Here is what the men wanted to learn:
How to tune into my emotional intelligence. Men historically have been about IQ and PQ (Instinct) but as the world changes it will require less of the historical male psyche and more of the female mind i.e. EQ.
How much does intuition play in their career, how to recognise it and then act on it.
From the phenomenal women in my life, I have learned to allow for messiness. Not all is perfect nor should it be. If conversations or meetings are overly choreographed, you are less likely to get the creative, disruptive or transformational outcomes. I have also learned to live balanced. Mind, body and soul need to be aligned: work smart, play hard, enjoy others.
I want to know how to assimilate the unspoken culture within an organisation to understand what is valued and important. I also want to talk to people rather than about people.
I want to learn how to tune into my own intuition more to be able to sense the other person’s feelings; how to sense and interpret body language better and how to connect more to people on an emotional level rather than a rational and factual level.
Women tend to listen better to people when they are describing their problems or issues. Perhaps it’s a level of emotional connection or intuition.
I want to learn to talk to people rather than about people.
I think women trust their intuition much more, while men tend to be super rational. I would like to improve on trusting my intuition more.
Sometimes, my male side pushes me in jumping into action without really thinking or listening. I think I could learn from women to be more thoughtful and a better listener.
As a man, I sometimes tend to take rationale, tough decisions without paying enough attention about the human factor. I think I could learn to be more empathetic toward people.
Less ego: in the dominant sense of ego. Women are more willing to collaborate and listen to the needs of their counterpart and compromise. You don’t have to look far to find an egocentric man these days
And finally this came in from a highly successfuland intuitive man in the creative industry who has had many female bosses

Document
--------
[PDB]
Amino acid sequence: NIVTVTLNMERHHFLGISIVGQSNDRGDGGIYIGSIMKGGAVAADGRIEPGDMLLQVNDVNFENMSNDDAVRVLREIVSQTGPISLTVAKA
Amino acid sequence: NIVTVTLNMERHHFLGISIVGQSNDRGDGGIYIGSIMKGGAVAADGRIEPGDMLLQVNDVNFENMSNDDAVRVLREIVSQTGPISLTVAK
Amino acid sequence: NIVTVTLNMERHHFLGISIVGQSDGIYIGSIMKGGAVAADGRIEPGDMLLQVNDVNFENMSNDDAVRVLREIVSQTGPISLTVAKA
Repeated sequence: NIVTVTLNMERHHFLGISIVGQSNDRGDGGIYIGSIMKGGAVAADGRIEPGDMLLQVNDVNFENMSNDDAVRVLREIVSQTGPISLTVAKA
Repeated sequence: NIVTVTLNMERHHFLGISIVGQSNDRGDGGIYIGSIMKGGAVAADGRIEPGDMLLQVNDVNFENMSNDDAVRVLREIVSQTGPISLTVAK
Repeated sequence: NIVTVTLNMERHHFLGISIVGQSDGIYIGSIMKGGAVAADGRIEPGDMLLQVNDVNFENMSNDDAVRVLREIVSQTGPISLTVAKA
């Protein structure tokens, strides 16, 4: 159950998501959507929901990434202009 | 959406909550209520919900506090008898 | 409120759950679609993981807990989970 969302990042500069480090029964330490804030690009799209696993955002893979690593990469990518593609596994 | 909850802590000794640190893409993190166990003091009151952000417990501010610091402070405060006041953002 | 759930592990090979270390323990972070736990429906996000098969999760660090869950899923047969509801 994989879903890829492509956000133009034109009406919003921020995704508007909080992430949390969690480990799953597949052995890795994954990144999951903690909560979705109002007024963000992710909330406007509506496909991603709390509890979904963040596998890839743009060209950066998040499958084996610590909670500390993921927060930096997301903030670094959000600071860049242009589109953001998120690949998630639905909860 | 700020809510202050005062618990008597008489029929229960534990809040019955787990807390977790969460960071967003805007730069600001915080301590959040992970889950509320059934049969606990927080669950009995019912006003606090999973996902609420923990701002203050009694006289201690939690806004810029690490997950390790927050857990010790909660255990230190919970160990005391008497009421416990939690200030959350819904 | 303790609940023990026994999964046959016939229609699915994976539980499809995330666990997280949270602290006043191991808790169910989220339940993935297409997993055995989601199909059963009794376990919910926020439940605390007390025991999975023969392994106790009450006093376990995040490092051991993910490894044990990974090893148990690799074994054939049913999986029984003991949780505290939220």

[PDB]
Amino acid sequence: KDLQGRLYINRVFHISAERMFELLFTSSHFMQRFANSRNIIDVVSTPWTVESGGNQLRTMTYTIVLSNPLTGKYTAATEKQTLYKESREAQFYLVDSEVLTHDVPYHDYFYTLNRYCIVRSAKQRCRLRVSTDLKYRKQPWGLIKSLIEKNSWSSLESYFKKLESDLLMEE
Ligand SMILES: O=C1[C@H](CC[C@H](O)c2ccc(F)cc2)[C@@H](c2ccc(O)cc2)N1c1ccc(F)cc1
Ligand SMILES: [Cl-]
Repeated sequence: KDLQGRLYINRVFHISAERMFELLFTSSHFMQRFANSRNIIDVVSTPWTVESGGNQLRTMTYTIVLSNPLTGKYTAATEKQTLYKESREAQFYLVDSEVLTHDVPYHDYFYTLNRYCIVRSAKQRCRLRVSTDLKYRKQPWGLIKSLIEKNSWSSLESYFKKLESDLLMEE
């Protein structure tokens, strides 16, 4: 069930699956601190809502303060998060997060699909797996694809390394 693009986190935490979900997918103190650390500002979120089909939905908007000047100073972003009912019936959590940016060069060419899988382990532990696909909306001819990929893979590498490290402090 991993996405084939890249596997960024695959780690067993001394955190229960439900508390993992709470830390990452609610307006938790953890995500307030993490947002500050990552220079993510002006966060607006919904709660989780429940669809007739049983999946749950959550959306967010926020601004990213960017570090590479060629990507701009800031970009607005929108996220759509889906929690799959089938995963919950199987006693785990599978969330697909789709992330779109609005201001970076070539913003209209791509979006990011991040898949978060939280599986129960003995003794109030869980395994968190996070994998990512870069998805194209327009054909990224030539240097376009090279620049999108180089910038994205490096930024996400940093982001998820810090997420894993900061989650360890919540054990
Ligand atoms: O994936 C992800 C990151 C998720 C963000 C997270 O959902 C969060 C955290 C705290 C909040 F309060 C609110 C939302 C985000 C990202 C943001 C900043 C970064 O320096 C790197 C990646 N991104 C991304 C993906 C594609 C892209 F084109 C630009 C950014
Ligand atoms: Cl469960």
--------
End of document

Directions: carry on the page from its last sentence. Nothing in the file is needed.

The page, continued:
and was initially puzzled by my question on difference. On reflection he wrote,“I do think there is a difference in how we interact while exchanging information. Men will interact differently with a man than with a woman. It's a natural thing. I think our natural tendencies to interact with a person of the opposite sex in a certain way runs deep. It affects the way we communicate and behave with each other regardless of the situation. At the risk of saying something inappropriate, I think that people of the same sex feel a different sort of base level competition with each other because it’s easier to compare themselves as apples to apples, where people of the opposite sex can naturally complement each other because they occupy different spaces in the world separate from their jobs. Having said that, I think that if you are a man who respects women in your personal life, it’s no different in your professional life. I like bright, talented, creative and passionate people in general. I like to be around them, to collaborate with and learn from them. Gender does not change the way I see their qualities or abilities.”
There is such hope here for the future. To become a whole, integrated and healthy human being, and to bring the world what it needs right now, we need to learn to embrace our own gifts and also learn from the gifts and strengths of the other. This is true and productive synergy and with beautiful synchronicity, I am writing about gender bilingualism on the eve of the Equinox: equal day and night!